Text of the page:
Chad was a nontraditional student. He went to undergrad and struggled so he went to a master’s program and a postbac and still struggled. And so, we had this conversation on the podcast of why he was struggling.
Well, he had a family and a wife and kids to support. And he was working during this time that he should have been putting in to study and show that he was academically capable. He struggled because he was working.'Nobody has the full context of your life so you have to put in using some self-awareness.'Click To Tweet
And so, Chad finally had some tough conversations with himself and figured out what he would do to make it work. He stopped working. He went on government programs to provide for his family. He went and proved his academic abilities, and had multiple acceptances to medical school. He thrived through medical school, and is now a general surgery resident. Gladly, he has come out on the other side.
And so, if you are in a situation where you struggle in every step of the process. But you’re struggling because you don’t have the support structure. You don’t have the resources necessary. Then figure out how to get those resources. If you have every resource available to you, and you still struggle, then we need to have some tougher conversations.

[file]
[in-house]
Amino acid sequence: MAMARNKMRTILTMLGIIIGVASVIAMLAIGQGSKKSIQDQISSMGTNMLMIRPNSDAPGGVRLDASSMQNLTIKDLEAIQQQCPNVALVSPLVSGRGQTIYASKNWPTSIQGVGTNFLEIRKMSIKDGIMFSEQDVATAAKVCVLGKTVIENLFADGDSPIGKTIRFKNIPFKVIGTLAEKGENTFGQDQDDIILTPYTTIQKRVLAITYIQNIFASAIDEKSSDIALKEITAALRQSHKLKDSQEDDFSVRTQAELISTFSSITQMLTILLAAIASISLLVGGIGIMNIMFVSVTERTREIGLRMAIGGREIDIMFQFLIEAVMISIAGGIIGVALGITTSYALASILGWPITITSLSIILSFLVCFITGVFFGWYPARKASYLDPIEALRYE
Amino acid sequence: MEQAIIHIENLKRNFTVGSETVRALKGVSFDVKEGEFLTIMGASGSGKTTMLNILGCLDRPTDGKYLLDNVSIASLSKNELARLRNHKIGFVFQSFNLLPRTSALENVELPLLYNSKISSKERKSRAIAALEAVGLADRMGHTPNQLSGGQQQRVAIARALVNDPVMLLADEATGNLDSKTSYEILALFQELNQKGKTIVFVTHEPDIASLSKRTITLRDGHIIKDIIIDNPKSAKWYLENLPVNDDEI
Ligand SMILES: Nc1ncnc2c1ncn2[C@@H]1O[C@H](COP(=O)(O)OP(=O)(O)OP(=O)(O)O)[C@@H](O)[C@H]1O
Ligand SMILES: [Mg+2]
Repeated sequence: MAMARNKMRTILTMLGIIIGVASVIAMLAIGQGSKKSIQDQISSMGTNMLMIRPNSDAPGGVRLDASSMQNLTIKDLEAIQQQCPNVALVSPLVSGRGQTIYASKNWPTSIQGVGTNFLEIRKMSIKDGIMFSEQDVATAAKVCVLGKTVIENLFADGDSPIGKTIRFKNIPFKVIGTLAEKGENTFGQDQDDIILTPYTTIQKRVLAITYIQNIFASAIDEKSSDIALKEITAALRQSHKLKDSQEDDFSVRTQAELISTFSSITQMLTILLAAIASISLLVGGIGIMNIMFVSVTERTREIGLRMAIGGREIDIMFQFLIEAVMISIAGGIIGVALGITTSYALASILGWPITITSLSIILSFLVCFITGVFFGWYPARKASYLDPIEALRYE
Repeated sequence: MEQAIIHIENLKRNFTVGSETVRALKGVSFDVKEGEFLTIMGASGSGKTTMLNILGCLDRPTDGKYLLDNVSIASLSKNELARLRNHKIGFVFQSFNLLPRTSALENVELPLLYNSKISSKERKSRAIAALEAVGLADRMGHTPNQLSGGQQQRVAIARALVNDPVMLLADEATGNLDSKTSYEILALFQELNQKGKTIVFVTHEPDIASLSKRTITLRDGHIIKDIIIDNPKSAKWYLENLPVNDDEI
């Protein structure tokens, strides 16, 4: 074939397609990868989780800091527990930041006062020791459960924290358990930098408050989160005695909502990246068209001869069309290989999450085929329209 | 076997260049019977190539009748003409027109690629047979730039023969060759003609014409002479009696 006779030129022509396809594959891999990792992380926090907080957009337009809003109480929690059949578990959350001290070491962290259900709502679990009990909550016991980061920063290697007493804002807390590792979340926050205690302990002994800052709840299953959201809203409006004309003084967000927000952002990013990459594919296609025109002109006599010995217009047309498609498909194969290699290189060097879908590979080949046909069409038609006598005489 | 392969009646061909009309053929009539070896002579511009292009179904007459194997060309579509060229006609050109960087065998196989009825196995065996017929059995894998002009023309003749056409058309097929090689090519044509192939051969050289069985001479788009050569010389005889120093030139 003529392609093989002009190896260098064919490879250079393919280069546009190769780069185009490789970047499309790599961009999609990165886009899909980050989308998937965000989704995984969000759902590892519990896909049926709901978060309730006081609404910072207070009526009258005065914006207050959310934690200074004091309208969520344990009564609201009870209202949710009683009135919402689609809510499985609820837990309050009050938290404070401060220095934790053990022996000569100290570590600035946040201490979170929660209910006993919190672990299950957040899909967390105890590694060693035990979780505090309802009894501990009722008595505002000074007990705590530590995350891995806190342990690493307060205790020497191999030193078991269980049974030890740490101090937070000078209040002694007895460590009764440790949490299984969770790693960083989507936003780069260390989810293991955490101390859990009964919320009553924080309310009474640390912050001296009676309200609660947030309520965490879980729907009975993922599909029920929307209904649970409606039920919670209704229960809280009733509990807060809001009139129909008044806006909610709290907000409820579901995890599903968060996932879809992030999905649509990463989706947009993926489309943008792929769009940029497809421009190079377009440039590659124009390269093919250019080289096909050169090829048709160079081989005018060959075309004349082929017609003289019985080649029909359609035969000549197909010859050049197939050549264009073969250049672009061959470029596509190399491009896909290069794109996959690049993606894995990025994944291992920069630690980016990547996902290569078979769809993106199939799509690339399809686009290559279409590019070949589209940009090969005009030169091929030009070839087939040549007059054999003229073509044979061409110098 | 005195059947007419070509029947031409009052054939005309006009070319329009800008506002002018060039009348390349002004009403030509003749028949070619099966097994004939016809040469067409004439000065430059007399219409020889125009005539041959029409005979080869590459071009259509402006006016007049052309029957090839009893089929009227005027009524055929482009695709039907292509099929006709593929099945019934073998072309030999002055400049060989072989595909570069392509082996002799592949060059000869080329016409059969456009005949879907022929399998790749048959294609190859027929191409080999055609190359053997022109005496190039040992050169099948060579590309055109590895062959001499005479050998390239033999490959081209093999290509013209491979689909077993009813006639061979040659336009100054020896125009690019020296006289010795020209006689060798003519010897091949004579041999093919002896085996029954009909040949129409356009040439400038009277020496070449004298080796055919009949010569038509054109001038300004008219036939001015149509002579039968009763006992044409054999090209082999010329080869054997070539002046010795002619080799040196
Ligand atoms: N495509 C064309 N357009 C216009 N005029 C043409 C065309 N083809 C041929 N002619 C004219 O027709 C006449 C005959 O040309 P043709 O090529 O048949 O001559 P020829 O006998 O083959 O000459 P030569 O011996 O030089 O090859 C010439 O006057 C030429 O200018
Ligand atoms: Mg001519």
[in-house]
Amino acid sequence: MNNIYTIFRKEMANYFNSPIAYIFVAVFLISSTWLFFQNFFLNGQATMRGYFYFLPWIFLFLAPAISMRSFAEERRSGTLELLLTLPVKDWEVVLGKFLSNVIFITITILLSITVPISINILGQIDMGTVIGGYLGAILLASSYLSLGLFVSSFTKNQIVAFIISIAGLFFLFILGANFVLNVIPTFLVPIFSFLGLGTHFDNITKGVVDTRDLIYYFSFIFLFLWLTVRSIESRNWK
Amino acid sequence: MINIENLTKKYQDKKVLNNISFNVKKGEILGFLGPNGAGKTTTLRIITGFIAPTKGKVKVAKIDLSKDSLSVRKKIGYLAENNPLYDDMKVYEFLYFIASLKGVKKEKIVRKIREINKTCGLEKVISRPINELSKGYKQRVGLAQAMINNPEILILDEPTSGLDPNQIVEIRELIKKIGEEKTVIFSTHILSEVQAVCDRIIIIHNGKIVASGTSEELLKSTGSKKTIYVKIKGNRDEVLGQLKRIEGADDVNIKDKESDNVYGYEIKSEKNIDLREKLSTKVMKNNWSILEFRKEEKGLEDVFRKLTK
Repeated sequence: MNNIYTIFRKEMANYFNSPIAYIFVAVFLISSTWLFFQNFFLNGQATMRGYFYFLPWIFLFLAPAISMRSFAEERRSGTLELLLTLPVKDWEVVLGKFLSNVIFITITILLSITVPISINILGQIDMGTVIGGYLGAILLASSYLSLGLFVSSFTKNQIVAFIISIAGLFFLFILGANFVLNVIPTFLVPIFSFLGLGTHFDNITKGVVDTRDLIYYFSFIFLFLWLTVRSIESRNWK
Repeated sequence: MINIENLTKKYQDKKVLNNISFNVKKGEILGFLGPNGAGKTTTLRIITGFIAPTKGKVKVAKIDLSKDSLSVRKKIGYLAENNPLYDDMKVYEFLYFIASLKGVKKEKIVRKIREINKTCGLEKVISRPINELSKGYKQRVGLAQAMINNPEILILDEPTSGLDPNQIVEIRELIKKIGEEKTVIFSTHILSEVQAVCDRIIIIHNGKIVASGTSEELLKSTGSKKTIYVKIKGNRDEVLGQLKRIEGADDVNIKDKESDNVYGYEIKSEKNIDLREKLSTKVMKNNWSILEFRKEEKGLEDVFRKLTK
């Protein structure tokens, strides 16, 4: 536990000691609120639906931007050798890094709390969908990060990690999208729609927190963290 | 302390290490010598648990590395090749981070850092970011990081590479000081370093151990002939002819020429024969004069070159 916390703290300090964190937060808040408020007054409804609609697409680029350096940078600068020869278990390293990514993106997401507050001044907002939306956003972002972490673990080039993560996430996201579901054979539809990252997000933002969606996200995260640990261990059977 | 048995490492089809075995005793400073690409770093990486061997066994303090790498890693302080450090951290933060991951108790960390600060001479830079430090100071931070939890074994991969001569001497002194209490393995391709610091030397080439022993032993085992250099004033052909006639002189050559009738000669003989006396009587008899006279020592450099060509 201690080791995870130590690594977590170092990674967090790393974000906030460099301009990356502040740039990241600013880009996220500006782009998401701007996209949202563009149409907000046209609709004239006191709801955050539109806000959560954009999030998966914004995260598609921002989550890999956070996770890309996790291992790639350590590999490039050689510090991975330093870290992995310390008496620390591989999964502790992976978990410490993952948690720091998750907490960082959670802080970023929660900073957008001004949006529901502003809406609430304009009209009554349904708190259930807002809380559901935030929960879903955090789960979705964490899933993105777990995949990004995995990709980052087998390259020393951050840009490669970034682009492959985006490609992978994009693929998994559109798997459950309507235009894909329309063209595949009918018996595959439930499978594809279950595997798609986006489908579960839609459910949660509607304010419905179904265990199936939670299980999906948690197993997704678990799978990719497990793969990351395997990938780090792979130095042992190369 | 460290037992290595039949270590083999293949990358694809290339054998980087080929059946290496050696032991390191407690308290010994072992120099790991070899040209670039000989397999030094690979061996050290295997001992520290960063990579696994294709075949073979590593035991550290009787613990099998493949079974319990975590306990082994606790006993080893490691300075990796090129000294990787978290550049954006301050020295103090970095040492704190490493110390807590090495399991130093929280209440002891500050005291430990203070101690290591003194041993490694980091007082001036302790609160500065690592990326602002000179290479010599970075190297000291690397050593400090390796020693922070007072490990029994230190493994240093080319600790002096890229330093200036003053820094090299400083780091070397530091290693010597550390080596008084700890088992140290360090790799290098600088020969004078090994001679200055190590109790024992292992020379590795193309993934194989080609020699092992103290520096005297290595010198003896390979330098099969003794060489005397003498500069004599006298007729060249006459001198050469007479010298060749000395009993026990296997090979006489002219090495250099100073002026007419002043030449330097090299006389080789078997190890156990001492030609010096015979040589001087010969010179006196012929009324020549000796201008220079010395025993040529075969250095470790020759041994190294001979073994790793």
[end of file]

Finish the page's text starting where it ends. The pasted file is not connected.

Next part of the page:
Ultimately, what students struggling academically should do is to have those difficult conversations now.
Do you want this? Can you do this? What resources are available to you? Are you working a ton because you have a fancy house and a fancy car? Then move in with 10 roommates. Get rid of your car and get a Junker or take public transportation everywhere. You can downsize your life to reduce the bills, move in with your parents, do whatever you need to do to set yourself up for success.“Einstein said the definition of insanity is doing the same thing over and over and over again and expecting different results.”Click To Tweet
If you struggled in undergrad because you were distracted, you struggled in your masters because you’re distracted, you struggled in your postbac because you’re distracted. Well, guess what? There’s no more opportunities left. All medical schools are going to see is that you struggled at every step of the way. And they have no other choice but to assume that you’re going to struggle in medical school, as well.
And so, as you’re going through this process, and for this student, specifically who struggled not once but twice already. Stop digging a bigger hole, and figure out why that hole was dug in the first place and not repeat those same mistakes.